Transform Training Limited, based at the Dukeries Business Centre, in Retford Road, relied on emergency Covid funding to enable it to support children, young people and their families.
But now the funding has stopped and the charity is struggling to raise the funds to pay staff to cover the ongoing work.
Charity bosses have launched a festive fundraiser asking people to donate the cost of a pint or their favourite Christmas drink to help them keep doing this vital work in the New Year.
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They have a fundraising target of £1,000.
The charity has been working in Worksop since March 2014 and during the pandemic delivered 326 online emotional wellbeing support sessions which had 1,216 people attend, in additional to doing welfare checks, dropping off food and other essentials.
It also had 875 attendances for the 126 sessions for children on free school meals and children of key workers that were accessible in schools, by providing face-to-face, online and telephone support sessions to those who have been the hardest hit by the pandemic through isolation, bereavement, separation from extended family help and support networks.
The charity’s head of education and training, Sophie Forbes-Taylor said “Our Covid mental health and wellbeing response and recovery project has helped to keep people mentally and emotionally safe and well during the pandemic.
"We are now working hard to help them to manage the effects of being exhausted and mentally stressed alongside coming to terms with the very real personal effects of the pandemic”.
Paula Croft has learning disabilities and has been helped by the organisation.
She said: “I have been involved with Transform since I was 18 or 19 and they have supported me for many years.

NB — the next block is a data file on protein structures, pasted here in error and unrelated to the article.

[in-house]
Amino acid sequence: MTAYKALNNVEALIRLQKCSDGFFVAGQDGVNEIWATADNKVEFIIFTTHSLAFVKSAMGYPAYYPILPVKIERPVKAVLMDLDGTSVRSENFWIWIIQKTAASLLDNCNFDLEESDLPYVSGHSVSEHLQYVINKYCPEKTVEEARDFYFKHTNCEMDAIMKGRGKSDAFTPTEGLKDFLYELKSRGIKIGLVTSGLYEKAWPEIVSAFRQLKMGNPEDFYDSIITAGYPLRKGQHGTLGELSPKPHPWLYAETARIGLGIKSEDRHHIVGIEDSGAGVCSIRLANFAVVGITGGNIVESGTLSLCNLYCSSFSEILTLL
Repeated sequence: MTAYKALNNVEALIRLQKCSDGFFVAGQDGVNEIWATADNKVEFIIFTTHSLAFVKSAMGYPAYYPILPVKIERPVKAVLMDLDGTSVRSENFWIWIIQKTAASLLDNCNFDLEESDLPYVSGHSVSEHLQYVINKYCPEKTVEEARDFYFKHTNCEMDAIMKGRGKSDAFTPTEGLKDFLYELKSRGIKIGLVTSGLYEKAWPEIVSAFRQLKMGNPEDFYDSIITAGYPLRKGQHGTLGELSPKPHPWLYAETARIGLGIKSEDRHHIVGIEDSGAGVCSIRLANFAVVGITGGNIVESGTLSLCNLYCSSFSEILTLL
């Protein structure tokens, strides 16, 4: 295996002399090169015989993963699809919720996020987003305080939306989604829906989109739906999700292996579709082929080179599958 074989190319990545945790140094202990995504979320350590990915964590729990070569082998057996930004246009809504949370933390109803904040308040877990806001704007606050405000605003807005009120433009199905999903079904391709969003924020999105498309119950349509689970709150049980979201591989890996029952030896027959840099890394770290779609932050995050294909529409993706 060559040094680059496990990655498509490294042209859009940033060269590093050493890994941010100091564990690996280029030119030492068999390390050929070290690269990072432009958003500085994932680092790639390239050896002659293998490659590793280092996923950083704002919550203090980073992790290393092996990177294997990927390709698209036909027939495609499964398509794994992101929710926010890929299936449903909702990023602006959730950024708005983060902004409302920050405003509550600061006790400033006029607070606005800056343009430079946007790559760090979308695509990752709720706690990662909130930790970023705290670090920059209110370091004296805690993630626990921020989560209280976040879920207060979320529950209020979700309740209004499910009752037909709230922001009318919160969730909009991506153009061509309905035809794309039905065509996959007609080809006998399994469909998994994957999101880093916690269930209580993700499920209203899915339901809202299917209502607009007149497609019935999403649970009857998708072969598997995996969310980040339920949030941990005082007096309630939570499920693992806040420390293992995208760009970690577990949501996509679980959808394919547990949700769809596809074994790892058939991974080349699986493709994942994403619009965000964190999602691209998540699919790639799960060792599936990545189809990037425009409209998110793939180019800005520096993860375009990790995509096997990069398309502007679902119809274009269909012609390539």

"I started attending Transform's breakaway drama group for young people with learning disabilities.
" I love attending the group because all the staff are down to earth and they have got time for each individual young person.
"I have met some amazing people that I now class as friends.
“Transform helped me in the most difficult time of my life.
"I struggled managing my feelings and behaviour which was leading me to get excluded from college and the group for a few years.
"I was then later diagnosed with ADHD at age 25 and got the help I finally needed and treated with daily medication.
I was open and honest with Transform about the diagnosis and they had a meeting to see if I could come back.
"I'm thankful that Transform let me have that second chance because they knew I had a lot of potential in me.
"They were not wrong. I have achieved a lot in these years. I have been on BBC's Look North for the Children in Need funding we received for the group.
"I was in plenty of shows which helped my confidence and went on trips. I have volunteered for Transform too.”
All funds donated on the online fundraiser on Local Giving will go straight to the charity